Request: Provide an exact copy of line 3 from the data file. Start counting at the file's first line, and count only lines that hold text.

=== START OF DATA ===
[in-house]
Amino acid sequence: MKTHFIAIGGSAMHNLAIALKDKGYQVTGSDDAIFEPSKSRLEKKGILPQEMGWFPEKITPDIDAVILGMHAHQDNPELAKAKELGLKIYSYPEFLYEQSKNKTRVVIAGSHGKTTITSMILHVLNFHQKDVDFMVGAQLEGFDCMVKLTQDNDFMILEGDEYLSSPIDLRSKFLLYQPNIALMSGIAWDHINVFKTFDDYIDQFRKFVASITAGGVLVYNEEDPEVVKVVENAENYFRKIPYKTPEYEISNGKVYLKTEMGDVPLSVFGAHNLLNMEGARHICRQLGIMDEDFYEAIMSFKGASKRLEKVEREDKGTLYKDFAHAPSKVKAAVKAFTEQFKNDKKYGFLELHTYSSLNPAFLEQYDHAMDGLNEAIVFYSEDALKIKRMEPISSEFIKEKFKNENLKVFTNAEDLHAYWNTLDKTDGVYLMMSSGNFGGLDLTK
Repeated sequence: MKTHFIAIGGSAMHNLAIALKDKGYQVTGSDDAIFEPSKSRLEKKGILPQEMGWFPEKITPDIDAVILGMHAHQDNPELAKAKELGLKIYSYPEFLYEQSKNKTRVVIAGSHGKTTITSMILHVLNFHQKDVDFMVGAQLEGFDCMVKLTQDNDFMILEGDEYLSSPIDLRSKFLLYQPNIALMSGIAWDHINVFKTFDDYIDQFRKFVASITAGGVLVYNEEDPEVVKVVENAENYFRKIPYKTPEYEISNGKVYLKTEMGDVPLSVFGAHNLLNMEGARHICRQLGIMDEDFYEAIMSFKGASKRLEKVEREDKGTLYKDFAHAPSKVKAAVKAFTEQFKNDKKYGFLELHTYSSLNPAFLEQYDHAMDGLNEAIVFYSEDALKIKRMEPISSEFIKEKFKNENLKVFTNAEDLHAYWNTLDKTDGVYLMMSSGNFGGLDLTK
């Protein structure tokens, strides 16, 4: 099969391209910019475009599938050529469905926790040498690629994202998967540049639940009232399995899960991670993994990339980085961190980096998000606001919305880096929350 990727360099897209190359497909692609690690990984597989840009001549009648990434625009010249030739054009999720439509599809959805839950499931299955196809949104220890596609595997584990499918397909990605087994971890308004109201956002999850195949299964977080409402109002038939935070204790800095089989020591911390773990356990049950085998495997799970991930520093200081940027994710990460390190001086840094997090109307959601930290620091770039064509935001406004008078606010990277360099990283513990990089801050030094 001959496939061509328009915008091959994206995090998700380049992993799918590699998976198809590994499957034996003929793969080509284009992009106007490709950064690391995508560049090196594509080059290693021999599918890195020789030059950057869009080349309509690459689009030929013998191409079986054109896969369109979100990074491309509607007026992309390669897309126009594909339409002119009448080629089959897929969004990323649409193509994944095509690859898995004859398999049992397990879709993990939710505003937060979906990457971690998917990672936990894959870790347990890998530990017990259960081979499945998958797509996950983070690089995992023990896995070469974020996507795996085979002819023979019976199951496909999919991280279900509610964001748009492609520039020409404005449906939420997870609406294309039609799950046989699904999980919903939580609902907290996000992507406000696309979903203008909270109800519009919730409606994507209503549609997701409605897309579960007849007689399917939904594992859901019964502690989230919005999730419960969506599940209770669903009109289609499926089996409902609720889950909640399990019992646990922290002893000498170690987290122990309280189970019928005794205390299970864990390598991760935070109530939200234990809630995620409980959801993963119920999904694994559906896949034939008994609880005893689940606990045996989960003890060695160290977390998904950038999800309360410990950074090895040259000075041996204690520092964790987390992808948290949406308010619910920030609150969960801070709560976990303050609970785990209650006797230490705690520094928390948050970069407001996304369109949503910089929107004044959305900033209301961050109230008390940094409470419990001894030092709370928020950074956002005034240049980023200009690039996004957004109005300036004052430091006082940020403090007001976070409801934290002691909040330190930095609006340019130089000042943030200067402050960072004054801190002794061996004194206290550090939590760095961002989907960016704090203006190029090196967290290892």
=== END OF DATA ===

Repeated sequence: MKTHFIAIGGSAMHNLAIALKDKGYQVTGSDDAIFEPSKSRLEKKGILPQEMGWFPEKITPDIDAVILGMHAHQDNPELAKAKELGLKIYSYPEFLYEQSKNKTRVVIAGSHGKTTITSMILHVLNFHQKDVDFMVGAQLEGFDCMVKLTQDNDFMILEGDEYLSSPIDLRSKFLLYQPNIALMSGIAWDHINVFKTFDDYIDQFRKFVASITAGGVLVYNEEDPEVVKVVENAENYFRKIPYKTPEYEISNGKVYLKTEMGDVPLSVFGAHNLLNMEGARHICRQLGIMDEDFYEAIMSFKGASKRLEKVEREDKGTLYKDFAHAPSKVKAAVKAFTEQFKNDKKYGFLELHTYSSLNPAFLEQYDHAMDGLNEAIVFYSEDALKIKRMEPISSEFIKEKFKNENLKVFTNAEDLHAYWNTLDKTDGVYLMMSSGNFGGLDLTK